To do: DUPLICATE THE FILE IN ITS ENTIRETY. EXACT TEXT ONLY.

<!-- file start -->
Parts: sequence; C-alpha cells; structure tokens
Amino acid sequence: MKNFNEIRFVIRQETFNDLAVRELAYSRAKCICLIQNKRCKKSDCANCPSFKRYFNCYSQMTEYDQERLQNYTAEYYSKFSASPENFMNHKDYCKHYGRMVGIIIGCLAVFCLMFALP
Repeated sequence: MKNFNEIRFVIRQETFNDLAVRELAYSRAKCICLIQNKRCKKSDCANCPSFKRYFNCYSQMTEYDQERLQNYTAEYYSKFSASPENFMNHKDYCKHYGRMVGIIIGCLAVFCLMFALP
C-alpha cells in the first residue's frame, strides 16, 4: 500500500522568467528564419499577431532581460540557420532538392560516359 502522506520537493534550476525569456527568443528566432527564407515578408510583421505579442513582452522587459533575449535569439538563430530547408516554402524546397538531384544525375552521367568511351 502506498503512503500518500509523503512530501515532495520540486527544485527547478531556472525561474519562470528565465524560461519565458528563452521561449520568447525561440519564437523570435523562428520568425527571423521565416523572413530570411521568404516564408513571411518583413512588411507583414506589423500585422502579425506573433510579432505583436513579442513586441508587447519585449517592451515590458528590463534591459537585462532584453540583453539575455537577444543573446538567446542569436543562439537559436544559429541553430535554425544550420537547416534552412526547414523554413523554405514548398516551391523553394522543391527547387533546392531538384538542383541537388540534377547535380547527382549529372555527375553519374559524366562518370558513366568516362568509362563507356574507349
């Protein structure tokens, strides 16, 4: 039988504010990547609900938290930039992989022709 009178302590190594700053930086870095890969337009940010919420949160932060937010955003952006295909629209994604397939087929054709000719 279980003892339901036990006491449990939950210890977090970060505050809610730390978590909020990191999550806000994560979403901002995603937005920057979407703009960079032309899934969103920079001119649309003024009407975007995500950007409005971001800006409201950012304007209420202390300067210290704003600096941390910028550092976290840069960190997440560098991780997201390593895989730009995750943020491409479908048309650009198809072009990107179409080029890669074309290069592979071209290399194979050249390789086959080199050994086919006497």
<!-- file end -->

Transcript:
Parts: sequence; C-alpha cells; structure tokens
Amino acid sequence: MKNFNEIRFVIRQETFNDLAVRELAYSRAKCICLIQNKRCKKSDCANCPSFKRYFNCYSQMTEYDQERLQNYTAEYYSKFSASPENFMNHKDYCKHYGRMVGIIIGCLAVFCLMFALP
Repeated sequence: MKNFNEIRFVIRQETFNDLAVRELAYSRAKCICLIQNKRCKKSDCANCPSFKRYFNCYSQMTEYDQERLQNYTAEYYSKFSASPENFMNHKDYCKHYGRMVGIIIGCLAVFCLMFALP
C-alpha cells in the first residue's frame, strides 16, 4: 500500500522568467528564419499577431532581460540557420532538392560516359 502522506520537493534550476525569456527568443528566432527564407515578408510583421505579442513582452522587459533575449535569439538563430530547408516554402524546397538531384544525375552521367568511351 502506498503512503500518500509523503512530501515532495520540486527544485527547478531556472525561474519562470528565465524560461519565458528563452521561449520568447525561440519564437523570435523562428520568425527571423521565416523572413530570411521568404516564408513571411518583413512588411507583414506589423500585422502579425506573433510579432505583436513579442513586441508587447519585449517592451515590458528590463534591459537585462532584453540583453539575455537577444543573446538567446542569436543562439537559436544559429541553430535554425544550420537547416534552412526547414523554413523554405514548398516551391523553394522543391527547387533546392531538384538542383541537388540534377547535380547527382549529372555527375553519374559524366562518370558513366568516362568509362563507356574507349
């Protein structure tokens, strides 16, 4: 039988504010990547609900938290930039992989022709 009178302590190594700053930086870095890969337009940010919420949160932060937010955003952006295909629209994604397939087929054709000719 279980003892339901036990006491449990939950210890977090970060505050809610730390978590909020990191999550806000994560979403901002995603937005920057979407703009960079032309899934969103920079001119649309003024009407975007995500950007409005971001800006409201950012304007209420202390300067210290704003600096941390910028550092976290840069960190997440560098991780997201390593895989730009995750943020491409479908048309650009198809072009990107179409080029890669074309290069592979071209290399194979050249390789086959080199050994086919006497």